By Hilary White

December 8, 2009 ( – Some groups of American Catholic sisters are continuing to defy the Vatican's attempts to assess their lifestyles and choice of mission. Many say they are simply refusing to fill out the questionnaire for the Vatican's Apostolic Visitation, an investigation into the lives and work of the remaining US religious orders.

Others have complained that the Vatican has not been forthcoming about the reason for the investigation and say they fear being forced back into more traditional patterns of religious life.

Sister Elizabeth Ohmann, a Franciscan nun who works for Humane Borders, an immigration lobby group, noted that the investigation is focusing on active sisters rather than those cloistered in monasteries. She told the Arizona Daily Star that she believes the Visitation is targeting those communities that dissent from Catholic teaching, especially on sexuality.

“I think – and this is my opinion – that they are saying they believe it's the active communities that are really encouraging, say, women priests and are also upholding the rights of homosexuals and even homosexual marriage,” she said.

Ohmann admitted that she and some of her fellow sisters were among these, saying, “Are we going contrary to Rome's teachings? I say, 'Yes, it is contrary to Rome's teachings.' But it is not contrary to my own conscience.”

Sister Mary Waskowiak, president of the 4,000-member Sisters of Mercy of the Americas, told the Associated Press that “most” of the 28 leaders of religious orders to whom she has spoken have either left sections of the questionnaire blank or have replied to the request for information by sending copies of their constitutions.

Sr. Waskowiak said that she acknowledges that the Vatican has a right to investigate, but said, “I still do not understand the real motivation for this.” She complained that the questionnaire did not allow the communities to tell their “story,” saying, “We have a great story to tell about walking with people. And the questionnaire doesn't seem to recognize that. It's very legalistic.”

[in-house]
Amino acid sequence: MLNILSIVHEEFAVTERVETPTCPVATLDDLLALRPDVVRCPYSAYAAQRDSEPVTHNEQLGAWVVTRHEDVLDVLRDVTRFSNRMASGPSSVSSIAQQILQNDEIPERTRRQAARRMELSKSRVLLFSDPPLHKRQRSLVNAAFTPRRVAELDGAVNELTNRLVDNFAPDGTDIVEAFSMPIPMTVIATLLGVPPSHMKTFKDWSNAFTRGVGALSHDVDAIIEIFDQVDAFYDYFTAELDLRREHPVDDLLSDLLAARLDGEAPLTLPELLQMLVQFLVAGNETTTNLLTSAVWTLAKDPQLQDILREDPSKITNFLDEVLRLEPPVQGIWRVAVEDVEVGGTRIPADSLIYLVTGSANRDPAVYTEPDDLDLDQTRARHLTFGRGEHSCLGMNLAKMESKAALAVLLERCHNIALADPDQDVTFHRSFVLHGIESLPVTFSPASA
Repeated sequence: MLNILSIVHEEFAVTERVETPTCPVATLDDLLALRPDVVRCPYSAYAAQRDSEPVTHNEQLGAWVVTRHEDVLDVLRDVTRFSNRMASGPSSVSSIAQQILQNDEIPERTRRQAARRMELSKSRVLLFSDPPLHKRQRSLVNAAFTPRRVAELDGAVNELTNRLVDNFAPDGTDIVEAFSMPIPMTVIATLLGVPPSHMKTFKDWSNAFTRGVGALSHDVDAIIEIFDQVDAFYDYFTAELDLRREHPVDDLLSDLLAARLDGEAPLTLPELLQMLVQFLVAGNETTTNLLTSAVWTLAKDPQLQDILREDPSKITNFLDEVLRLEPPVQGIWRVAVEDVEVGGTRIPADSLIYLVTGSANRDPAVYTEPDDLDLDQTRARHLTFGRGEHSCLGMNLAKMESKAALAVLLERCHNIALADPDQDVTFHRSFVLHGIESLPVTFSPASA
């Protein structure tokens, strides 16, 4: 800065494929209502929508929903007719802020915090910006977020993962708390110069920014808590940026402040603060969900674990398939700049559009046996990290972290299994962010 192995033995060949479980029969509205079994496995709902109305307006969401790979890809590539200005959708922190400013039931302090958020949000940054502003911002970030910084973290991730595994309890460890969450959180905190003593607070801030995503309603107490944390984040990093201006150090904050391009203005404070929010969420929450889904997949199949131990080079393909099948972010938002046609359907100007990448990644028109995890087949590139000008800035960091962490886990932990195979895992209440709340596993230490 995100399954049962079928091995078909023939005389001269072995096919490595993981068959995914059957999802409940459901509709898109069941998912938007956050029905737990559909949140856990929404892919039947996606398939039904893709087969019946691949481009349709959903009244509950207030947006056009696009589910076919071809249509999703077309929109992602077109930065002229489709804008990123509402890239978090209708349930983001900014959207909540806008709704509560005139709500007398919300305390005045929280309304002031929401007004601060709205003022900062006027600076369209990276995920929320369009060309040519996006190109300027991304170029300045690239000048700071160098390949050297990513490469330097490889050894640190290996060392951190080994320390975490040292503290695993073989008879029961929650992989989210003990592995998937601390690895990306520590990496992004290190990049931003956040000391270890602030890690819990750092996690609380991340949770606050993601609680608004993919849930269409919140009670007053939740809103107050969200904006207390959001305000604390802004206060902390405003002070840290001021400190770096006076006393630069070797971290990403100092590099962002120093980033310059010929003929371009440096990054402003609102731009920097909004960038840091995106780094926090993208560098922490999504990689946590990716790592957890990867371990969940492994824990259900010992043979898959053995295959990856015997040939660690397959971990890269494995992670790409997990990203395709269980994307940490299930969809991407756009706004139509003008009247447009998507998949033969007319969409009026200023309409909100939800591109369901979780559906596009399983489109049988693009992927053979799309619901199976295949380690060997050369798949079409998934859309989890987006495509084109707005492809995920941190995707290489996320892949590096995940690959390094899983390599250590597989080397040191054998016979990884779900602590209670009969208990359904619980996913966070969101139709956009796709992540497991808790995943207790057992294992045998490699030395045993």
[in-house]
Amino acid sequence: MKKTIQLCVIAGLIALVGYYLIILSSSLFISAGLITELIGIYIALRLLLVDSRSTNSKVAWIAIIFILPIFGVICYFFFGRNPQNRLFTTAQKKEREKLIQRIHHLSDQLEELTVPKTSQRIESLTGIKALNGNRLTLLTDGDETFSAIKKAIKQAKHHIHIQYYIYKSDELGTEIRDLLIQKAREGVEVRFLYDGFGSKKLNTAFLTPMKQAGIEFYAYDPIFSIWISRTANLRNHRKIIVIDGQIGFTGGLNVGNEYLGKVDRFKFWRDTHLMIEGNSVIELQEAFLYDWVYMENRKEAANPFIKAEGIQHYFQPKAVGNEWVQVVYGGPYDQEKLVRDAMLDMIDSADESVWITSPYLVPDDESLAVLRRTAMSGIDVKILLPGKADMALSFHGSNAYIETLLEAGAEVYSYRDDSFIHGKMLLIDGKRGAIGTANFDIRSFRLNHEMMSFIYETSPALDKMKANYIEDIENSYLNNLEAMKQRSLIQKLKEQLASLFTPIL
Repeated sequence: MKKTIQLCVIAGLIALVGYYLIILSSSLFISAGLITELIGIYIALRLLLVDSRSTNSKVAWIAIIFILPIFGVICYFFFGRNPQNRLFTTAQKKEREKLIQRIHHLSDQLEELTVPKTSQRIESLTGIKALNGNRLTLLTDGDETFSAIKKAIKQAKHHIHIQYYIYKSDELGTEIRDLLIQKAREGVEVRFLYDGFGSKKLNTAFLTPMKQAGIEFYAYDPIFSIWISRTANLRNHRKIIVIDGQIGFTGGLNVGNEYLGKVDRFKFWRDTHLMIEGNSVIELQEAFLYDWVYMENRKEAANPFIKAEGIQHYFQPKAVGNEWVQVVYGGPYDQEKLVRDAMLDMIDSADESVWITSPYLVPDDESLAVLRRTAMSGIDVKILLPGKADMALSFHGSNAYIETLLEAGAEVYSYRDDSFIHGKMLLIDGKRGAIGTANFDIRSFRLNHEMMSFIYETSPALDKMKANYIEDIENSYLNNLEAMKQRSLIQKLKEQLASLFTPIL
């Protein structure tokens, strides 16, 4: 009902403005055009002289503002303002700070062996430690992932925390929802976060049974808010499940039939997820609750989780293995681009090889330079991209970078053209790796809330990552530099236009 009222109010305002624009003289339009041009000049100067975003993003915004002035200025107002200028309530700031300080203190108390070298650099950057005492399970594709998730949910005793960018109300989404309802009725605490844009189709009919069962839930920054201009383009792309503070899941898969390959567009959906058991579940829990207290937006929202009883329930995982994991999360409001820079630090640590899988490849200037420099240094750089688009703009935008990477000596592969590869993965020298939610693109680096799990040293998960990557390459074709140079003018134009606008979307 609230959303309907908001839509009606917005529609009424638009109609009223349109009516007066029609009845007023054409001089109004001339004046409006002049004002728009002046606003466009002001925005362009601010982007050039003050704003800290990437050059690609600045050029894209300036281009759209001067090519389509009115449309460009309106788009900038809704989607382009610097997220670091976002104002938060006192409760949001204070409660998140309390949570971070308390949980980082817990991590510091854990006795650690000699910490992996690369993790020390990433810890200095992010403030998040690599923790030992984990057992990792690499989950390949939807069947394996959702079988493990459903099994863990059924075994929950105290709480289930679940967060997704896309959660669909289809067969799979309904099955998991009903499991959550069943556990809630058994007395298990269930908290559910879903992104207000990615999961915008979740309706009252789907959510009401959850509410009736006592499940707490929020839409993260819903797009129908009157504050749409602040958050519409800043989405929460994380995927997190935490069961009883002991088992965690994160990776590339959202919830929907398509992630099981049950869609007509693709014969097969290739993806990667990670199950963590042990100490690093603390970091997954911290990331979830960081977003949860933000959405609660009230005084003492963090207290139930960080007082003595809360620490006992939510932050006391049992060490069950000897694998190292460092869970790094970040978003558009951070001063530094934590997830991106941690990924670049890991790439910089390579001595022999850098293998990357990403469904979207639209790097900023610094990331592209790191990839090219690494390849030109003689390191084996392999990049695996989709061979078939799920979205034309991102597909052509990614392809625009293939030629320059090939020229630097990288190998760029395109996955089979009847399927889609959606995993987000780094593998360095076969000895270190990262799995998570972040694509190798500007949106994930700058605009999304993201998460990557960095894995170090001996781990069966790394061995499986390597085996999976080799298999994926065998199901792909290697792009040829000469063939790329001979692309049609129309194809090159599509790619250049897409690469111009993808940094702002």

Liberal factions in the American religious life have objected vociferously since the announcement of the Visitation, characterising it as a form of attack from Rome, an attempt to force the sisters back into their habits and their traditional apostolic works like teaching and nursing. Dozens of news articles have appeared across the country in recent months featuring habitless sisters objecting to what they regard as an intrusion into their lives and work.

A spokesman for Call to Action, one of the oldest anti-Vatican “progressivist” groups in the US, forthrightly called the Visitation an attack. The Daily Star quoted Laurie Olson saying, “One can only conclude it's an attack on the sisters, that they are trying to rein them in some fashion. It seems to be the pattern of the hierarchy, to attack and further diminish the role of women in the church.”

While some sisters are telling newspapers they do not know the reason for the Vatican's interest, the situation of most groups of active sisters in the US is indisputably dire. In 1965, there were 180,000 Catholic sisters in the US. By 2002, this had declined to 75,000 with the average age of sisters being about 73.

The National Religious Vocations Conference (NRVC), an organisation that tracks trends in religious life, issued a report this summer showing that the older communities that had abandoned traditional aspects of their life such as the habit and communal prayer and living, are all but dying out with few new vocations. Many of those communities that have embraced feminism and leftist social and political activism are shutting down, and are concerned mainly with finding funds to care for older sisters.

Eschewing the terms “liberal” and “conservative” to describe the divide in the religious orders, the NRVC report nevertheless indicated clearly that those communities that had retained at least some aspects of the traditional religious life were the most healthy in terms of new members. The survey of 4,000 recent recruits to convents found that the majority want to live, work, and pray with other members of their community and were not interested in those groups where sisters live alone in apartments.

“Younger new entrants look for an institute's fidelity to the Church; older new entrants are drawn to its mission. Many younger members seek to wear a religious habit, a practice that has diminished in most religious institutes in the past 40 years,” the study said.